The irony of Boni National Reserve is that despite boasting one of the highest density of plant species in the world, it also features prominently on the hot list of many travel advisories for its infamous reputation as a haven for the dreaded Al Shabab terror group.
Boni’s 1,339 KM2 area which cuts through the counties of Lamu, Garissa and Tana River, and also runs along the Kenya-Somalia border is under the care of the Kenya Wildlife Service. It was gazetted in 1976 as a dry season sanctuary for African elephants coming from Garissa and Lamu. Years of poaching have however reduced their populations here to a measly number.
The forest from which the reserve derives its name is an indigenous open canopy forest which is part of the Northern Zanzibar-Inhambane coastal forest mosaic. Boni’s high plant density has led to its recognition as a biodiversity hotspot.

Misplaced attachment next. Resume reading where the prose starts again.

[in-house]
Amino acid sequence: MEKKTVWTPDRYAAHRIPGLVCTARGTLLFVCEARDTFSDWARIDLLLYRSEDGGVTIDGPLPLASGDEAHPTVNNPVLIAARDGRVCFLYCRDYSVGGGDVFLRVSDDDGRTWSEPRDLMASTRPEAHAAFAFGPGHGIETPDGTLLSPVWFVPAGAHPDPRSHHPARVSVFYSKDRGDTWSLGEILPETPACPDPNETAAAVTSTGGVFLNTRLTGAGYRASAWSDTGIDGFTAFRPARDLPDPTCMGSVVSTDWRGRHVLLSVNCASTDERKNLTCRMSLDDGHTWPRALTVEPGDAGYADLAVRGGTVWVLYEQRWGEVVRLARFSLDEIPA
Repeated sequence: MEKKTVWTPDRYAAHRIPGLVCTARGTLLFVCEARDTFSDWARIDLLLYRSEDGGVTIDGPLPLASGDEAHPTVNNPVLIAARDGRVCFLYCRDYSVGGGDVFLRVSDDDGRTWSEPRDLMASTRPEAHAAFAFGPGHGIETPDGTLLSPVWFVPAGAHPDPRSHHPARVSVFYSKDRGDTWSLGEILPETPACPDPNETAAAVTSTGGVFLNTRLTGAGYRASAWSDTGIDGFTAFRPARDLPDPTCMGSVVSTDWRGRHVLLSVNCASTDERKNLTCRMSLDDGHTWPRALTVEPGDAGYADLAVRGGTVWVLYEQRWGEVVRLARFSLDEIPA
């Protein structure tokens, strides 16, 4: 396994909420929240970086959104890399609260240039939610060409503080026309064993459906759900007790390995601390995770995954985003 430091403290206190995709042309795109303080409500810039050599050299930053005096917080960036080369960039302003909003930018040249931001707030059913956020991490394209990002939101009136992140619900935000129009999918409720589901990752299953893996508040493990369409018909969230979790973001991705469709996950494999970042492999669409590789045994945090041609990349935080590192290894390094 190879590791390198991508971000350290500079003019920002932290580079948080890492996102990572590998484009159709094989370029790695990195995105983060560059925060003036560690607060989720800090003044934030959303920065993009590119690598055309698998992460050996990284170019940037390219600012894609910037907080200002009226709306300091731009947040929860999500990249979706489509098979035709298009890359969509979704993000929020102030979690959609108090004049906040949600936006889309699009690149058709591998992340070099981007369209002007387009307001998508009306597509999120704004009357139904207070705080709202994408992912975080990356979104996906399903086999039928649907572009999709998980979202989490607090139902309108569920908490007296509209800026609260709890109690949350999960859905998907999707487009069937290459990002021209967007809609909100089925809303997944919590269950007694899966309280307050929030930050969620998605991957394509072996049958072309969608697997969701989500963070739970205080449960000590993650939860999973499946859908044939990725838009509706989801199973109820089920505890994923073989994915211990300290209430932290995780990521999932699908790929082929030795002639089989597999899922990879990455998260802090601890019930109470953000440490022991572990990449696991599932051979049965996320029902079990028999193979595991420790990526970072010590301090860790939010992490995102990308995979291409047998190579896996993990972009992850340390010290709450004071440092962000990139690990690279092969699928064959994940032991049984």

The reserve sits in an area that is home to the Boni people. Also known as the Aweer, this hunter tribe are believed to be remnants of the early Bushman hunter-gatherer inhabitants of eastern Africa.
Boni, despite the dark cloud hovering over it, houses the largest population of Topi in Kenya which makes it an alluring attraction but not for the faint-hearted. Hippo, bush pig, warthog, buffalo, common duiker and waterbuck are also in abundance. You may spot common carnivores such as the now vulnerable African wild dog and the aardwolf.
The reserve harbours a collection of mysterious birdlife such as the bush shrike and the rufous chatterer that very little is known of. This is mainly because no survey has been conducted to identify the birdlife that exists here even though the globally threatened Sokoke pipit is believed to have a home here.
Perhaps, when the terrorist and bandit menace at Boni National Reserve is dealt with, the reserve will, once again, be a game viewers’ paradise. Until then, it remains a place where one gets in and may most likely never get out!